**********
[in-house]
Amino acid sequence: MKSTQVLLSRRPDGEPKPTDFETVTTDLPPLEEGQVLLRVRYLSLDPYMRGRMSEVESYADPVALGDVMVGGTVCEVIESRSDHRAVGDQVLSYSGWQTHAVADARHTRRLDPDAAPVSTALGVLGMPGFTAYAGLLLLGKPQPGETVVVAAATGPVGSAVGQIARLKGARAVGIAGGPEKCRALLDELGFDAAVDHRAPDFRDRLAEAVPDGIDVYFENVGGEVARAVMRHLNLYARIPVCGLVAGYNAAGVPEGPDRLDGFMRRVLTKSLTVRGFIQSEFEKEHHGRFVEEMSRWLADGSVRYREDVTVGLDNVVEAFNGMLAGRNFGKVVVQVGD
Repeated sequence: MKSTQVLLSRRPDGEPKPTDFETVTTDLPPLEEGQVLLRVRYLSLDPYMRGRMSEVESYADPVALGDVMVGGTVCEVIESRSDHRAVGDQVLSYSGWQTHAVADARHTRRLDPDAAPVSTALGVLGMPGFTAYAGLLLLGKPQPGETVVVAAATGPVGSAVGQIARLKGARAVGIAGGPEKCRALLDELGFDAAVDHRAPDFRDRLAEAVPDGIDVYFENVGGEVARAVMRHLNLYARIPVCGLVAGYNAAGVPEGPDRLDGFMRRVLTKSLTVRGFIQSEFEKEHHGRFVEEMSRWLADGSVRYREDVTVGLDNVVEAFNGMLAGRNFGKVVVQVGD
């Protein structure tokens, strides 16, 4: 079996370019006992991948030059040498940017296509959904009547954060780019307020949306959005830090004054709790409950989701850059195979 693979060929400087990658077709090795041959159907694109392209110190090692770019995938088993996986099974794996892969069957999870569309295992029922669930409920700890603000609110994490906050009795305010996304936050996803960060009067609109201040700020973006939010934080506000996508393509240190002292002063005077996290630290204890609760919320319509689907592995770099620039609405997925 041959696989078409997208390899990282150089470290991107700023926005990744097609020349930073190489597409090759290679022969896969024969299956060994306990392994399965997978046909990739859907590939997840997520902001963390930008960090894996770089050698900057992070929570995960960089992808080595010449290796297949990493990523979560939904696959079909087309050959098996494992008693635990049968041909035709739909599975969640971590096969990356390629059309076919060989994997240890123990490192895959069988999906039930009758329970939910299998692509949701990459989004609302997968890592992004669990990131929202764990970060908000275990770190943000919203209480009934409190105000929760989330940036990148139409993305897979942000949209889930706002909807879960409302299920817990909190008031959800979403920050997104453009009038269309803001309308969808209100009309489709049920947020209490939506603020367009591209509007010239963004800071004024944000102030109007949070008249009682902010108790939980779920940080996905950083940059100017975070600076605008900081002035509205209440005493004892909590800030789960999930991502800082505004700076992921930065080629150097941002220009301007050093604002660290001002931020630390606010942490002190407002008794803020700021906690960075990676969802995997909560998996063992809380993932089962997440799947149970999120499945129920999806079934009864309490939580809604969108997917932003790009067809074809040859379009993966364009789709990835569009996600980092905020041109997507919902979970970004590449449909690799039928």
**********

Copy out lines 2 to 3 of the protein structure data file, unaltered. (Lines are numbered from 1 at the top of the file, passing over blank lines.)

Amino acid sequence: MKSTQVLLSRRPDGEPKPTDFETVTTDLPPLEEGQVLLRVRYLSLDPYMRGRMSEVESYADPVALGDVMVGGTVCEVIESRSDHRAVGDQVLSYSGWQTHAVADARHTRRLDPDAAPVSTALGVLGMPGFTAYAGLLLLGKPQPGETVVVAAATGPVGSAVGQIARLKGARAVGIAGGPEKCRALLDELGFDAAVDHRAPDFRDRLAEAVPDGIDVYFENVGGEVARAVMRHLNLYARIPVCGLVAGYNAAGVPEGPDRLDGFMRRVLTKSLTVRGFIQSEFEKEHHGRFVEEMSRWLADGSVRYREDVTVGLDNVVEAFNGMLAGRNFGKVVVQVGD
Repeated sequence: MKSTQVLLSRRPDGEPKPTDFETVTTDLPPLEEGQVLLRVRYLSLDPYMRGRMSEVESYADPVALGDVMVGGTVCEVIESRSDHRAVGDQVLSYSGWQTHAVADARHTRRLDPDAAPVSTALGVLGMPGFTAYAGLLLLGKPQPGETVVVAAATGPVGSAVGQIARLKGARAVGIAGGPEKCRALLDELGFDAAVDHRAPDFRDRLAEAVPDGIDVYFENVGGEVARAVMRHLNLYARIPVCGLVAGYNAAGVPEGPDRLDGFMRRVLTKSLTVRGFIQSEFEKEHHGRFVEEMSRWLADGSVRYREDVTVGLDNVVEAFNGMLAGRNFGKVVVQVGD